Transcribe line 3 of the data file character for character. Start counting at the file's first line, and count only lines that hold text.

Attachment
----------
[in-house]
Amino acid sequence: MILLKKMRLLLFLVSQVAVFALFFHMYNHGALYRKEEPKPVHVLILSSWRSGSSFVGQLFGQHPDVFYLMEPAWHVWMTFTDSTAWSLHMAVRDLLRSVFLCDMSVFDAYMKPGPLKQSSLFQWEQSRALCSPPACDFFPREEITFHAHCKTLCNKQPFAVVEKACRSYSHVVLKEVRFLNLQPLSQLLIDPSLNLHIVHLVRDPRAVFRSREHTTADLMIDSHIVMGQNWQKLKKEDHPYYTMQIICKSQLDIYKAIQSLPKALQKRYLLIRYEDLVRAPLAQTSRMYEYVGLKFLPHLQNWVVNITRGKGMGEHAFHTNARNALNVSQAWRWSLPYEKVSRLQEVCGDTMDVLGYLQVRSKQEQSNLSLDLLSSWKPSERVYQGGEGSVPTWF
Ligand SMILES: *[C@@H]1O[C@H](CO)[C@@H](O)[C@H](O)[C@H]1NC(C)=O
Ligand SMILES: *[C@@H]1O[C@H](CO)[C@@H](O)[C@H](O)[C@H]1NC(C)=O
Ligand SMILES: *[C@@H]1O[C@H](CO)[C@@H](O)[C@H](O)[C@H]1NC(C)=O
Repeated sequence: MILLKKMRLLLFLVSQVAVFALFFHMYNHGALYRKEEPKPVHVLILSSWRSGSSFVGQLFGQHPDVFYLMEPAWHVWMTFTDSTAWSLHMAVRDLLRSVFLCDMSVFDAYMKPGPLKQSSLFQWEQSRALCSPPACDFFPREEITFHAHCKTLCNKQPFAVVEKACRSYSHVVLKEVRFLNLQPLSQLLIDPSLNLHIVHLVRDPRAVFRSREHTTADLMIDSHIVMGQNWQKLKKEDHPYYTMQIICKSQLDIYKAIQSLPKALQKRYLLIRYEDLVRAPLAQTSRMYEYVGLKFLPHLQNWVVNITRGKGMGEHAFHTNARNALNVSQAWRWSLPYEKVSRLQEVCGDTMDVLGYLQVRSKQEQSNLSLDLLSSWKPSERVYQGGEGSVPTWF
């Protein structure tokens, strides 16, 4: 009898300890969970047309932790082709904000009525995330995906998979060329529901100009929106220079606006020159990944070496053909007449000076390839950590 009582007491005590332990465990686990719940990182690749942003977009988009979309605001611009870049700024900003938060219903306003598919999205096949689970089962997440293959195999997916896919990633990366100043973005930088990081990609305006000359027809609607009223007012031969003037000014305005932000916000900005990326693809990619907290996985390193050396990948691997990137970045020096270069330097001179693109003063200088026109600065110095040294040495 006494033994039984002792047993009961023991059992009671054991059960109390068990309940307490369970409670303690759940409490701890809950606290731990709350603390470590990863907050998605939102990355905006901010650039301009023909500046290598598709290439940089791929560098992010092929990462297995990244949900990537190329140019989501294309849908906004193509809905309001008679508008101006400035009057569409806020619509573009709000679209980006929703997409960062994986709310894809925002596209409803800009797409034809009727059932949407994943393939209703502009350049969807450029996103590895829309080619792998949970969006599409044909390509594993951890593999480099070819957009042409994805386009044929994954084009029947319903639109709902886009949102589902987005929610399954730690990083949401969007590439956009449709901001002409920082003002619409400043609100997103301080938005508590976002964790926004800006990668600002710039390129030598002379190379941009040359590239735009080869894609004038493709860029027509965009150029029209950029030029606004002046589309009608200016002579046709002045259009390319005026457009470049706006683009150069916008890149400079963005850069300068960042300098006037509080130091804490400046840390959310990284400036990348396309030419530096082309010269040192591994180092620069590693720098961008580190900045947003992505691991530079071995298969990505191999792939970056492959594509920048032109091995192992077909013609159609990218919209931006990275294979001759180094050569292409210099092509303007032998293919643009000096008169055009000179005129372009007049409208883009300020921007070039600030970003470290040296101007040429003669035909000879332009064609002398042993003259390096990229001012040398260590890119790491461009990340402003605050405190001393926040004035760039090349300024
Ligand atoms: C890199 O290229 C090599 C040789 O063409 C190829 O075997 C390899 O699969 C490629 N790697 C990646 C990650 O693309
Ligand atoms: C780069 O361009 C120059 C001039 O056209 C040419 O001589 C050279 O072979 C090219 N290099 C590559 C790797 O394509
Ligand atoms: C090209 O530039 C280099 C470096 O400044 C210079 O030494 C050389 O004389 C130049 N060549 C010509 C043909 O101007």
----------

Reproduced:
Ligand SMILES: *[C@@H]1O[C@H](CO)[C@@H](O)[C@H](O)[C@H]1NC(C)=O